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JP Dillon, L Ervin, ER Gaillard; Detection of a Beta-glucosidase in the Primate Lens: a Possible Mechanism of Age-related Yellowing . Invest. Ophthalmol. Vis. Sci. 2002;43(13):2390.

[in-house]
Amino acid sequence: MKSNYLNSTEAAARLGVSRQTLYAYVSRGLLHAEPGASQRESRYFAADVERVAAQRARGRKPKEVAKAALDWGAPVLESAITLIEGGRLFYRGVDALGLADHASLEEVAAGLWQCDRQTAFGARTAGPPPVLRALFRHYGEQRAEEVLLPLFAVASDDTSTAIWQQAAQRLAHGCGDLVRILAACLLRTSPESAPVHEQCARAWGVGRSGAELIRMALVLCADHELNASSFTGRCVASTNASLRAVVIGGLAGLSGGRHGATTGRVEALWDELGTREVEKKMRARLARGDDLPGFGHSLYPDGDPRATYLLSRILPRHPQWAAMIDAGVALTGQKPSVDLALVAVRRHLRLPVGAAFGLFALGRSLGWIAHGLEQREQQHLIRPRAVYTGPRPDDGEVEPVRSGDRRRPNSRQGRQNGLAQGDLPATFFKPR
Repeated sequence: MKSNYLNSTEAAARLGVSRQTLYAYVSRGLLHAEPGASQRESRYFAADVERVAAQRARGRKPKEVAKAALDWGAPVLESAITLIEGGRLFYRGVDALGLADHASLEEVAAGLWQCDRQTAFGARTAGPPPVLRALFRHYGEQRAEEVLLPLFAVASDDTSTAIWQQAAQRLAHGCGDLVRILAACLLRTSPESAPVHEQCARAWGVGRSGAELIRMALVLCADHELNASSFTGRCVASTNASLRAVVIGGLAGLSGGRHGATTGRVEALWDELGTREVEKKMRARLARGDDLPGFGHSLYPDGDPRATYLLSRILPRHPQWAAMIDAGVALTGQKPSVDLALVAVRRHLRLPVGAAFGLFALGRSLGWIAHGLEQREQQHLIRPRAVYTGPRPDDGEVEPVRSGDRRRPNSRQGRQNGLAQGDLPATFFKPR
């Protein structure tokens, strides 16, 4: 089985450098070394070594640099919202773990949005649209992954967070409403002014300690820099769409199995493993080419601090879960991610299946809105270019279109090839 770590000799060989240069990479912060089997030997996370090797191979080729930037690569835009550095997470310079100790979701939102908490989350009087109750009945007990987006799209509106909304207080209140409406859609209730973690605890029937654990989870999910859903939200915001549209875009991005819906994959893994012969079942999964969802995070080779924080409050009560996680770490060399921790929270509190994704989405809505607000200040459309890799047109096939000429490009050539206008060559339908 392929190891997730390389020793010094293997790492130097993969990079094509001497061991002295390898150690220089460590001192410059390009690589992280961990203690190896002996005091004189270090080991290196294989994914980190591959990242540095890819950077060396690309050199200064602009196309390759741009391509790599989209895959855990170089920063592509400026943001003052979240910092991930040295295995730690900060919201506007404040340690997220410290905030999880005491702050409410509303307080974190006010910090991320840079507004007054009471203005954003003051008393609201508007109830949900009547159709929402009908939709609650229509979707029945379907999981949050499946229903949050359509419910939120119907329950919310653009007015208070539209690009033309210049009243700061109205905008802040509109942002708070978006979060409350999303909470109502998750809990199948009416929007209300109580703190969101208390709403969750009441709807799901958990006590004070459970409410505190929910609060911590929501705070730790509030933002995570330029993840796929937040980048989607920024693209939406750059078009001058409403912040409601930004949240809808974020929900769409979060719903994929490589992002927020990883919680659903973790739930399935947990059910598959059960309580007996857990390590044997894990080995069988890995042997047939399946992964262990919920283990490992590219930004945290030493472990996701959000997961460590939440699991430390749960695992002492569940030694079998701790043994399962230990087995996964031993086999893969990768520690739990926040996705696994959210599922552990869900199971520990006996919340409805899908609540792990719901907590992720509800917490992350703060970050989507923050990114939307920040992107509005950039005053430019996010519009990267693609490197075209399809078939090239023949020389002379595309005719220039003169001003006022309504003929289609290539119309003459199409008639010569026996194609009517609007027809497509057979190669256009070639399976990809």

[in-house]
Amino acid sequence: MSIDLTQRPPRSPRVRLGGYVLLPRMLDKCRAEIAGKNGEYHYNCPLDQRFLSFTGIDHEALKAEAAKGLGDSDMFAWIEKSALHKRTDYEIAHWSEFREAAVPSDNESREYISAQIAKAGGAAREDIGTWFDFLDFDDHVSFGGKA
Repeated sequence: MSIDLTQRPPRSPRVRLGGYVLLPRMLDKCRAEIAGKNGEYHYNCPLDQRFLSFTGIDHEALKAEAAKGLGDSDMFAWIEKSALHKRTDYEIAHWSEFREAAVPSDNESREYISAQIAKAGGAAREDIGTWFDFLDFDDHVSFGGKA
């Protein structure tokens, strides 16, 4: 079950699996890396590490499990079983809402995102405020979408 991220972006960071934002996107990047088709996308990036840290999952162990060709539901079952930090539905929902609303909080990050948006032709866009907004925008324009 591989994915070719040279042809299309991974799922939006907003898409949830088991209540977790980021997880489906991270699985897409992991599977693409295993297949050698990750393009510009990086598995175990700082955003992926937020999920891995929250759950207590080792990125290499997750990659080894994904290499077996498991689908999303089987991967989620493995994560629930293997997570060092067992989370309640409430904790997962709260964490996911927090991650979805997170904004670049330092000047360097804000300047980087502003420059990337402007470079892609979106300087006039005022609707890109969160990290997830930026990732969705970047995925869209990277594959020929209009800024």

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Purpose: To test the hypothesis that yellowing of lens proteins is due to the covalent attachment of 3-hydroxykynurenine (3-HK) via its aromatic ring. In order for this to occur, 3-HKG must be converted to 3-HK. One mechanism would involve the presence of a beta-glucosidase in the primate lens. Methods: Two methods were used to detect the beta-glucosidase. The first relies on the fact that the glucoside of 3-HK has a fluorescent quantum yield of .04, whereas 3-HK is less than .001. Cleavage of the glycosidic bond will result a decreased fluorescence. Additionally, an assay was developed to confirm the presence of a beta-glycosidase activity. The assay consists of adding glucose oxidase to the 3-HKG/glucosidase solution and then allowing the hydrogen peroxide, generated from the interaction of glucose with glucose oxidase, to oxidize 3-hydroxykynurenine to xanthomattin (XAN). This fluoresces in the visible region and is more accurate than the traditional salicin assay. Results:The investigation of beta-glucosidase activity in the primate lens led to the following results; 1) Incubation of the total supernatant from either monkey or human lenses led to the loss of 25-50 % of 3-HKG fluorescence (ex/em=365/440 nm) over a period of ca 30 minutes, at which point the reaction stopped. 2) The addition of authentic 3-HKG to the supernatant devoid of small molecular weight components gave the same results. 3) The addition of 3-HKG to almond beta-glucosidase resulted in the total loss of 3-HKG fluorescence over 2 hours. 4) The second assay (above) produced XAN fluorescence. Conclusion: The primate lens contains a relatively unstable beta-glucosidase which converts 3-HKG to 3-HK. This may play an important role in the age-related yellowing of the primate lens.
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